Sunday, July 12, 2009

The Horse On The Merry Go Round

This Week: "The Horse on the Merry Go Round" (Columbia Color Rhapsodies 1938). I've written earlier on this forgotten and possibly misunderstood film farmed out by Charles Mintz to the then thread bare Iwerks' Studio and thought maybe it was time to post it. I had remarked on the films daring design and watching the film again one could perhaps even make a case for the use of color and pattern anticipating, though in a much subtler less ham fisted way, UPA cartoons that came much later. I should remark that there is a disturbing stereotype at the 43 second mark. I have no idea as to the cultural origins of such a hateful practice but a similar type midway attraction appears in the first Popeye cartoon so I assume such things did happen. There is no questioning the film was made in sociologically primitive times. Regardless, it is a film with tremendous atmosphere and even lyricism I would say. All the elements that say "Iwerks Studio" are there: a quality not as apparent in, for example, the Warner Brothers' cartoons similarly farmed to Iwerks.

Okay, I'm goin' all marshmallow this week but I promise I'll be back with hardened criminals, tobacco chewing hoboes and perverted chess pieces soon enough ...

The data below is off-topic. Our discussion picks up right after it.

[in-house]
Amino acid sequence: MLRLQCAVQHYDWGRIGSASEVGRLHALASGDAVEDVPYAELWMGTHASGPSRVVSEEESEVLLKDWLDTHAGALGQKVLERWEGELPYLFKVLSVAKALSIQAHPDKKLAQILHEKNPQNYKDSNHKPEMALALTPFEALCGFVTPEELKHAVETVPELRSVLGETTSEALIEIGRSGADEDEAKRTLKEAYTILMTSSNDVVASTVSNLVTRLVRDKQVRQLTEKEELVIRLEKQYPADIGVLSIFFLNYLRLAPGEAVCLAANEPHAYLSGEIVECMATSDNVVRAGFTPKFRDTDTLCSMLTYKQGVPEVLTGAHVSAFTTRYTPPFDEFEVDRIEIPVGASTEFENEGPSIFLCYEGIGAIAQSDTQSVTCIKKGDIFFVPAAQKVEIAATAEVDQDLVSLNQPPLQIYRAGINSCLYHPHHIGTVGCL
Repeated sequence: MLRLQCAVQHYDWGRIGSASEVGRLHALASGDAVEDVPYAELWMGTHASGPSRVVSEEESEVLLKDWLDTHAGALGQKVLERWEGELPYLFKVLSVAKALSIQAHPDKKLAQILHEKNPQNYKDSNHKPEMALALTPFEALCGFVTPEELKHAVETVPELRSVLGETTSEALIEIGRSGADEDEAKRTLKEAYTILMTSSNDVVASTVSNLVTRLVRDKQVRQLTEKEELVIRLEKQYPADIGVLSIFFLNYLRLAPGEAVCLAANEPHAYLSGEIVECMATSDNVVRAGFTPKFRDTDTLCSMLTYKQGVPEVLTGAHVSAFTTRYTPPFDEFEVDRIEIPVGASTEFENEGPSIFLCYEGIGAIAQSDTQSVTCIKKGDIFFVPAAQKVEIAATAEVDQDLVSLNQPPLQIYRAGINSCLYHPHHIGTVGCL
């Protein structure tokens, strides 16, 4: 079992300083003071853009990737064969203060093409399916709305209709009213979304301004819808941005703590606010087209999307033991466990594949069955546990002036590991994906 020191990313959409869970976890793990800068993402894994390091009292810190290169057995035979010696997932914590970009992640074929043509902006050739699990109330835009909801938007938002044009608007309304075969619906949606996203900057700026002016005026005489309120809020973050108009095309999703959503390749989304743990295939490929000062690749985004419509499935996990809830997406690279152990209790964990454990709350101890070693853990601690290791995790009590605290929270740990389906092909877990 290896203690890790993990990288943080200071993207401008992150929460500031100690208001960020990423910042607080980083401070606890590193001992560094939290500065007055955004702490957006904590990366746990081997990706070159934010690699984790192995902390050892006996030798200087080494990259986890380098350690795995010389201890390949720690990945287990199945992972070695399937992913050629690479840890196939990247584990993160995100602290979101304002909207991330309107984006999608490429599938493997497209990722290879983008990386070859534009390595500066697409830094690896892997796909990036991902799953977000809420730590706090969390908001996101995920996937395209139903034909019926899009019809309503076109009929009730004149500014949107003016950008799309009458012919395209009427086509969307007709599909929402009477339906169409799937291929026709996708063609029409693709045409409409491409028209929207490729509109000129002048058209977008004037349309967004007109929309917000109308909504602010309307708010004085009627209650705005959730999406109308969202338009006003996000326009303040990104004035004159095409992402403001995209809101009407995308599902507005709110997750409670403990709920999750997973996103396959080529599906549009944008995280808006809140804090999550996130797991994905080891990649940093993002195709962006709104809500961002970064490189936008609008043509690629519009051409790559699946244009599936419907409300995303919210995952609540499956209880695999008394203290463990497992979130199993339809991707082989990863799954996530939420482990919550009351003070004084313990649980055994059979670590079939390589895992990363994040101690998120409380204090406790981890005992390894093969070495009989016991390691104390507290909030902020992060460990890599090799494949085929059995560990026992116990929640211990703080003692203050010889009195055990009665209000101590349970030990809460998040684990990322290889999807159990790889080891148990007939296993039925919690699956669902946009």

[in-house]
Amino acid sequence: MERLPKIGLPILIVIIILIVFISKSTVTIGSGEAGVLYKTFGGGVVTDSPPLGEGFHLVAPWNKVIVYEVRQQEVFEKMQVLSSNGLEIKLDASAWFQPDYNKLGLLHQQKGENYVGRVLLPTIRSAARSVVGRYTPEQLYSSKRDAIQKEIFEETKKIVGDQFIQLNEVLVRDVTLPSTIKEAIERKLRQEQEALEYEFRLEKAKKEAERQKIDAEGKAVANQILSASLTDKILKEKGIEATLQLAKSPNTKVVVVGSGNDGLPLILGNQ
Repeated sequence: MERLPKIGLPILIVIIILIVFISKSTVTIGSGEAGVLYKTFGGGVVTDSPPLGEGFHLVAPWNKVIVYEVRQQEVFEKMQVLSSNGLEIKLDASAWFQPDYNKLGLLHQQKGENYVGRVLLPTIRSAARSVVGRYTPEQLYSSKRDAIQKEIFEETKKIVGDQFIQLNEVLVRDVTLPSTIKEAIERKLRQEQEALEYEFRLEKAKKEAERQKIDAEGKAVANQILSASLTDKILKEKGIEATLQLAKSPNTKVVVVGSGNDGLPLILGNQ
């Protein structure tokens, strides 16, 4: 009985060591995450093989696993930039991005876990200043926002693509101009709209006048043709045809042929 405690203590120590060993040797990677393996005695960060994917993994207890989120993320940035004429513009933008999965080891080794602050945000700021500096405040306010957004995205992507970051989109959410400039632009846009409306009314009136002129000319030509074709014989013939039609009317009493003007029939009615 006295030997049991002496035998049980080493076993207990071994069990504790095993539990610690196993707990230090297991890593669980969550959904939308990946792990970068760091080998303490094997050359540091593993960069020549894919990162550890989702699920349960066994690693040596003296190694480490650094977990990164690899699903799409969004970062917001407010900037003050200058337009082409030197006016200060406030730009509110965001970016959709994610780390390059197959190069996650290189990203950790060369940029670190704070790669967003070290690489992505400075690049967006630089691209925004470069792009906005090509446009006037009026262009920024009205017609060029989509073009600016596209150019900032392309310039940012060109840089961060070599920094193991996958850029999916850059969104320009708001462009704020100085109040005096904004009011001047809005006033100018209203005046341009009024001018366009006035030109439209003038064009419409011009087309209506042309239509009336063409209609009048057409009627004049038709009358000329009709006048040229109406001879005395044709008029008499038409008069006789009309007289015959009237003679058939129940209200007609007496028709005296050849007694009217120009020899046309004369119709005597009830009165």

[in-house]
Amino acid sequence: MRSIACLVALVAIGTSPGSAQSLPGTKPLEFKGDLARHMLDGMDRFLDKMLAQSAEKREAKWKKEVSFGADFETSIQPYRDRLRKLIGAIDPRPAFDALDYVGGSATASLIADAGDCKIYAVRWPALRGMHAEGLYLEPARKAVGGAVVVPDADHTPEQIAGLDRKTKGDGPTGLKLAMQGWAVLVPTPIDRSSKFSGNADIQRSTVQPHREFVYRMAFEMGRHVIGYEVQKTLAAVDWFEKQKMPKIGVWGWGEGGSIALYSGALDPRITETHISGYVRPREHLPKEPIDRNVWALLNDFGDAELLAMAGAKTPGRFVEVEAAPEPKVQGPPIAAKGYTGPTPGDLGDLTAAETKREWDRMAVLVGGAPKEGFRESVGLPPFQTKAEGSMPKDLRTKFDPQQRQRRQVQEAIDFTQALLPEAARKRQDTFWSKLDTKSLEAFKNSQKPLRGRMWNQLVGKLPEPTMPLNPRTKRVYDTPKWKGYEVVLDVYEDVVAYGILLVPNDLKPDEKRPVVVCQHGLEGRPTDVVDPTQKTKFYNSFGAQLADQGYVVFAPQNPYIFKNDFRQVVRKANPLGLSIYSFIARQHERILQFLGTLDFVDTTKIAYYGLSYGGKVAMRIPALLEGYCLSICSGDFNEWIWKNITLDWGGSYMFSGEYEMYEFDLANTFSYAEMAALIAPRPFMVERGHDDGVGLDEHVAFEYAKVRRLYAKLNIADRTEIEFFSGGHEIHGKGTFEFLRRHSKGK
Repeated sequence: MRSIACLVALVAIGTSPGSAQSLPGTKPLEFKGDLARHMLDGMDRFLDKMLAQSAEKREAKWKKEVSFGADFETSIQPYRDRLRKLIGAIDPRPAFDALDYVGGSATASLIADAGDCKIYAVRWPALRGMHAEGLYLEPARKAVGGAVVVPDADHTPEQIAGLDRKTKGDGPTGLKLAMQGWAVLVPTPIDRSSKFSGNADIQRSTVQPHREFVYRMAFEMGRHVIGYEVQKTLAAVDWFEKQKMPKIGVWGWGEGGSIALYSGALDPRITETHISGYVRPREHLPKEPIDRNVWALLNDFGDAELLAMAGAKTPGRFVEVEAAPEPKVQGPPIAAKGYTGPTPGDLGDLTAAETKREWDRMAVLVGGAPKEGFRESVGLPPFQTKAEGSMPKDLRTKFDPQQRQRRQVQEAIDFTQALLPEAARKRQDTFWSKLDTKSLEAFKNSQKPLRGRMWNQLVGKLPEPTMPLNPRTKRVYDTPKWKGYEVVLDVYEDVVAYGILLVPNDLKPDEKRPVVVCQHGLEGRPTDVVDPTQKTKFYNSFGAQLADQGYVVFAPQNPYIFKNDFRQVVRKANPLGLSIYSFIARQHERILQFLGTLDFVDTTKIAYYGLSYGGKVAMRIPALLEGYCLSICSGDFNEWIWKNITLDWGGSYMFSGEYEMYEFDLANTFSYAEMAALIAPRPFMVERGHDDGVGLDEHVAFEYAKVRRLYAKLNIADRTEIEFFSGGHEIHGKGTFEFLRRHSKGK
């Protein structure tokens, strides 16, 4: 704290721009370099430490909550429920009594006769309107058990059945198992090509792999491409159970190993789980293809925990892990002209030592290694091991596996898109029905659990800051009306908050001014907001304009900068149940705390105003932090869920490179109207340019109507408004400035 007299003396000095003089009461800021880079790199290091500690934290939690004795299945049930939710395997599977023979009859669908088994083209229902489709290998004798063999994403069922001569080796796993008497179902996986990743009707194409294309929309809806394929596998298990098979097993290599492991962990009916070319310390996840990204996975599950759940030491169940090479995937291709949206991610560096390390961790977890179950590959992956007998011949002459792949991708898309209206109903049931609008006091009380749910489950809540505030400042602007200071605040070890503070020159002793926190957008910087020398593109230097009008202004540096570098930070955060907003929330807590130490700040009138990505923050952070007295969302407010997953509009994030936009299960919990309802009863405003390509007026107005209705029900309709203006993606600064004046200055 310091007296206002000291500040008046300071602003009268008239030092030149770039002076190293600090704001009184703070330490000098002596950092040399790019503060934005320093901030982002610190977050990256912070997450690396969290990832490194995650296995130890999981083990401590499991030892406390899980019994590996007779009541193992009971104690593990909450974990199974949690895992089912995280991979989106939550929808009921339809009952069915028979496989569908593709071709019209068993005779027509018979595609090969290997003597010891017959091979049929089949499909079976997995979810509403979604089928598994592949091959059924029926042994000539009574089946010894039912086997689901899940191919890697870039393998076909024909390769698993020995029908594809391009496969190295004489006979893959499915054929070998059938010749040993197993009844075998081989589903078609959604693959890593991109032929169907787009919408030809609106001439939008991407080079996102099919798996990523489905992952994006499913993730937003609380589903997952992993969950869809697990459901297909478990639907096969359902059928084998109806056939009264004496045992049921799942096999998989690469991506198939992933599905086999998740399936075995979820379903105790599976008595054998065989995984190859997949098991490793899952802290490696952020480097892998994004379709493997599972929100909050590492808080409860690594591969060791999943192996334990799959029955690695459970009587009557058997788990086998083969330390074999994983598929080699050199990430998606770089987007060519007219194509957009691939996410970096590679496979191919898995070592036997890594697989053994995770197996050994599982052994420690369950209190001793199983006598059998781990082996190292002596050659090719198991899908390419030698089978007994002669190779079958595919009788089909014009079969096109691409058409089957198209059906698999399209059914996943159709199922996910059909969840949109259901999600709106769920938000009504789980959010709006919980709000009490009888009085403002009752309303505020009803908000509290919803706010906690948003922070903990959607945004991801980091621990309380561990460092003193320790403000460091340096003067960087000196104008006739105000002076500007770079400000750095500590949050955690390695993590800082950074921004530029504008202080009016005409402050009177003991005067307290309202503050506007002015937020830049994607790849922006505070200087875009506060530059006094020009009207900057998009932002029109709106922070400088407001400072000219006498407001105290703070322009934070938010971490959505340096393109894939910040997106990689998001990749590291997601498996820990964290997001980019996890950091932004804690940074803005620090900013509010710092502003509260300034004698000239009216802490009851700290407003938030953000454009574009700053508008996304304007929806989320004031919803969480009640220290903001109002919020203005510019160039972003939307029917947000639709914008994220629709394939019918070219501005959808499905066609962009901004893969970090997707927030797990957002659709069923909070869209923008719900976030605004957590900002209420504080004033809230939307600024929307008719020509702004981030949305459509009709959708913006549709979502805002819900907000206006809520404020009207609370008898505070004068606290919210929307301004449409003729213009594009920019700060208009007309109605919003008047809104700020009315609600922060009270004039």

3 comments: said...

Indeed, this game, a more brutal version of that in which hitting a target caused a person to be dumped from a stool into water, used to be a common offering at carnivals at the like. Both it and the dunking game typically featured either a black man or a man in black-face, who would taunt the thrower and passers-by. You can see a further cinematic reference to it in Dante's Inferno (1935). One common name for this grotesque game was “African Dodger”, which name was used by Vonnegut in Breakfast of Champions (1973).

(The dunking game survives, stripped of its racist content, because it doesn't normally entail physical injury.)

J.V. (AKA "White Pongo") said...

Thanks for the info.

paul etcheverry said...

Thanks for posting this - it's one of my favorite cartoons ever made, as well as, with Stratos-Fear (1933), Balloon Land (1935) and Merry Mannequins (1937) an excellent example of just what was unique and wonderful about the best Iwerks Studio films.

Last Sunday, Leslie Iwerks was signing copies of her book about Ub at the San Francisco Silent Film Festival and I mentioned this cartoon to her.

The Iwerks-produced Columbia Color Rhapsody cartoon that really anticipates the UPA style is Blackboard Revue (1939). While it isn't anywhere near the masterpiece these aforementioned cartoons are, the whole thing involves red stick figure characters animated on a blackboard. Also features lots of voice work by Mel Blanc.